· Be physically active. Regular moderate physical exercise is one of the best ways to reduce your risk of Alzheimer’s. ‘Regular’ means exercising five times a week for 30 minutes each time. Activities could include brisk walking, biking, swimming or dancing
· Stop smoking. It’s better to stop smoking sooner (or better yet, never start) but it’s never too late to quit. Even if you stop smoking later in life, it may reduce your risk of the disease.
· Eat healthy. A healthy balanced diet includes lots of fruit and vegetables. Adding starchy foods, like potatoes, brown rice, pasta and bread, and protein, like meat, fish, eggs and beans will also help lower your risk for Alzheimer’s.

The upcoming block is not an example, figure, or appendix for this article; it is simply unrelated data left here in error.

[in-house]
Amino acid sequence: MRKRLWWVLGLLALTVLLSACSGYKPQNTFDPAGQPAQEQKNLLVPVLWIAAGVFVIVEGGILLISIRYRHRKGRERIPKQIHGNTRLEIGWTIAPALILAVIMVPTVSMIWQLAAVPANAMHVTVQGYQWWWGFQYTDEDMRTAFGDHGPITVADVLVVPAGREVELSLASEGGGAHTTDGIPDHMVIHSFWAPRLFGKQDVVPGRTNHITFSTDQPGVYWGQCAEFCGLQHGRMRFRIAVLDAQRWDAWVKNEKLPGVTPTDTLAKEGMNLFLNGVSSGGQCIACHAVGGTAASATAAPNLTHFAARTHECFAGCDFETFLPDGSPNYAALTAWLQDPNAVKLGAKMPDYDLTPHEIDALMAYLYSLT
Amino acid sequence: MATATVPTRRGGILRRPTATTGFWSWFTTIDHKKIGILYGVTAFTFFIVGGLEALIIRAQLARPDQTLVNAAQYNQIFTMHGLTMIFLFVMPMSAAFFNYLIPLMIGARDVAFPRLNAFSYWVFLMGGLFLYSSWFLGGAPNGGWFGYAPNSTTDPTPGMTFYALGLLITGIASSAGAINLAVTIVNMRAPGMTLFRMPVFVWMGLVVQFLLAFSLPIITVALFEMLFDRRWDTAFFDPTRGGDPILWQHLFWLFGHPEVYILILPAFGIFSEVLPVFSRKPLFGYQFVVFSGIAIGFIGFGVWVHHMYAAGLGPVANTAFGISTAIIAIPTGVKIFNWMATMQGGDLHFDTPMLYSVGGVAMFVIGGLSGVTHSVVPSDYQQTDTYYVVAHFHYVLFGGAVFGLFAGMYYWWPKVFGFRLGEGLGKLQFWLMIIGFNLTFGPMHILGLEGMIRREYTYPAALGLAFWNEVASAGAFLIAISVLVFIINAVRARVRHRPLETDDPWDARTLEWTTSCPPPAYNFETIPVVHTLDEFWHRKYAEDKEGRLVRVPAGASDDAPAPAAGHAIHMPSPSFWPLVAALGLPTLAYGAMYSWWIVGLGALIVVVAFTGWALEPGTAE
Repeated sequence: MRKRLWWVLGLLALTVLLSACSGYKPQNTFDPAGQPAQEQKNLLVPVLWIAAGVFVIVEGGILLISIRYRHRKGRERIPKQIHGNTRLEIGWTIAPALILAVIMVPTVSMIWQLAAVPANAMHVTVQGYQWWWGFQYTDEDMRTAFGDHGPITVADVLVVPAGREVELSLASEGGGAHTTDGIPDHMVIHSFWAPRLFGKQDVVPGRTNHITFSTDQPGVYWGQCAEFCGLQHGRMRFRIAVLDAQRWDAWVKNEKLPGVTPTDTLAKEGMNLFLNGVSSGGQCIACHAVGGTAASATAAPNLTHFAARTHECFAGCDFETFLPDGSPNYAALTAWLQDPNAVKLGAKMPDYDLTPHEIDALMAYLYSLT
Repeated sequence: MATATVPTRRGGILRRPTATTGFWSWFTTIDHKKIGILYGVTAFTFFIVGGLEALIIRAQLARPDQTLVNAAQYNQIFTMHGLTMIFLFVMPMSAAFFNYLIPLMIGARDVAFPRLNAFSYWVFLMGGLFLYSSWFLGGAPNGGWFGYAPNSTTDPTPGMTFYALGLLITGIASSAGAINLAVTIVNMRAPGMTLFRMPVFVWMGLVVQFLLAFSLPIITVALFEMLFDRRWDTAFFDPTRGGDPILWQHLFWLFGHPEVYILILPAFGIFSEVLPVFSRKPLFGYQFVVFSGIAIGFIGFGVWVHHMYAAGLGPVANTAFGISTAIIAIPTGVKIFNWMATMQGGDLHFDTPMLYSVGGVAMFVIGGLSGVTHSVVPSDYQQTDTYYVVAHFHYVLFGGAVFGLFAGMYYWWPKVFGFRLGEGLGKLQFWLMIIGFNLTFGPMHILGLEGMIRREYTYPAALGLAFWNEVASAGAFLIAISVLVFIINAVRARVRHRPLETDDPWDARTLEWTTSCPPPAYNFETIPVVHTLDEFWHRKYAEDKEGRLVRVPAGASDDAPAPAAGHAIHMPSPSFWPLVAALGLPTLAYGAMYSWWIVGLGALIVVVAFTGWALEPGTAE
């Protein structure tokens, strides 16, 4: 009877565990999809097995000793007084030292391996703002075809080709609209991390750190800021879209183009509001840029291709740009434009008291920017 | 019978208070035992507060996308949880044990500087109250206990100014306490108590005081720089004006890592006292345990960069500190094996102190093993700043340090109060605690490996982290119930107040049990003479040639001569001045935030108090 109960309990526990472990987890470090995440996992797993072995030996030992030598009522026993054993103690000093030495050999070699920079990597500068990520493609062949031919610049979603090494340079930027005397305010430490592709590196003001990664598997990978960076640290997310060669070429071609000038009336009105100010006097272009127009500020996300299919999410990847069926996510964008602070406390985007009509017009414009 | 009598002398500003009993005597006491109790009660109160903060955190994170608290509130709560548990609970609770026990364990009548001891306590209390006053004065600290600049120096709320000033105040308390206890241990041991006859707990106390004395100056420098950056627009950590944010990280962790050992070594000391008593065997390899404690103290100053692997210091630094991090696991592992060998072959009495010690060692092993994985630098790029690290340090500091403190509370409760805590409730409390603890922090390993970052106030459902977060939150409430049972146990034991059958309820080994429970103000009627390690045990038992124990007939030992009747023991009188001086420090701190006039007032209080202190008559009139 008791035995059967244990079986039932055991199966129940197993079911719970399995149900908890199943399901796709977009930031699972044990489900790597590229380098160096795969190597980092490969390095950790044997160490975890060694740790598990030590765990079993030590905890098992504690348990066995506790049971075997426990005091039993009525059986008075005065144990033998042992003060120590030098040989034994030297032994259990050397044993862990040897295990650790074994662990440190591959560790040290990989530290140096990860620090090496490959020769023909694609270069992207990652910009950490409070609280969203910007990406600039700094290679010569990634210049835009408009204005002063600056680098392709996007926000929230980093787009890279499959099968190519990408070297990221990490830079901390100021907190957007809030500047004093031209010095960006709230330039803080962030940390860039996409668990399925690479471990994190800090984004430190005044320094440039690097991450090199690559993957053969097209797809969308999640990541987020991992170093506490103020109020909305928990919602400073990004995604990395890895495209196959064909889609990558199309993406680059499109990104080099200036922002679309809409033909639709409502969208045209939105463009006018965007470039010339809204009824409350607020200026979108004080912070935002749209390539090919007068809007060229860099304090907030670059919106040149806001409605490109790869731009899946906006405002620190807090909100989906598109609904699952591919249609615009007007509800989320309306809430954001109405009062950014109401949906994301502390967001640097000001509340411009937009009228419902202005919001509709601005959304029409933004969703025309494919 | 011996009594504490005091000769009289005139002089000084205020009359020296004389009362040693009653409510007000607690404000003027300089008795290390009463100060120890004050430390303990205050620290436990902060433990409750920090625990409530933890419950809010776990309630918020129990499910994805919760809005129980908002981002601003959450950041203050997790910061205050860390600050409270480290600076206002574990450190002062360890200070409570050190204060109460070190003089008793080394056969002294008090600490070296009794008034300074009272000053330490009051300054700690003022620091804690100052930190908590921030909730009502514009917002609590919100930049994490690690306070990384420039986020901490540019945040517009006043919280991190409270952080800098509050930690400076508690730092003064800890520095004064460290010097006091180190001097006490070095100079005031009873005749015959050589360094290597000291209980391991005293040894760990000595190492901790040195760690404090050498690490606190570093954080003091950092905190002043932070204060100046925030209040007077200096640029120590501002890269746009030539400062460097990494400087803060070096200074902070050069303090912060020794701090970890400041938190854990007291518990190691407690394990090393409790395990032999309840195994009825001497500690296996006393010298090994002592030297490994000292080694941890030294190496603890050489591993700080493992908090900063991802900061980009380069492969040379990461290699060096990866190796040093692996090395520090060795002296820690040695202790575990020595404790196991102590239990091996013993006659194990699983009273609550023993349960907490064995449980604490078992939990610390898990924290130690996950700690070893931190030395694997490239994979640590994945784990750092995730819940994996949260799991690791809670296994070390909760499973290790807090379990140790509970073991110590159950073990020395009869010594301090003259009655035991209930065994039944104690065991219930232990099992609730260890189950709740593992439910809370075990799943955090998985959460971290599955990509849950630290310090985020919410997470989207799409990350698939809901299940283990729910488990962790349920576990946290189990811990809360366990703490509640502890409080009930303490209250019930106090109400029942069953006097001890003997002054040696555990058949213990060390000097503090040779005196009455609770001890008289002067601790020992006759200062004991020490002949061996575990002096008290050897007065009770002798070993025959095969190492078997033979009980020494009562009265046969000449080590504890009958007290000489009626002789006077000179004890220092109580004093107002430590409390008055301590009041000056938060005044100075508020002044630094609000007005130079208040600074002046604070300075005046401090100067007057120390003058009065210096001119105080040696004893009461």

· Take control of your health and maintain a healthy weight.
· Excessive alcohol. Regularly drinking above the NHS recommended levels of alcohol increases your risk of developing dementias, such as Alzheimer’s and vascular dementia.
· Keep mentally active. If you can keep your mind stimulated you’re likely to reduce your risk of Alzheimer’s. Try learning a new language, doing puzzles, playing cards, reading challenging books or writing letters.
· Be social. There is emerging evidence that keeping socially engaged and having a supportive social network may reduce your risk of Alzheimer’s. It also will make you less prone to depression.
That’s all for today. Thanks for listening. I hope this information was helpful.
Join me at 1 pm Monday when I’ll talk about how to be a healthy caregiver.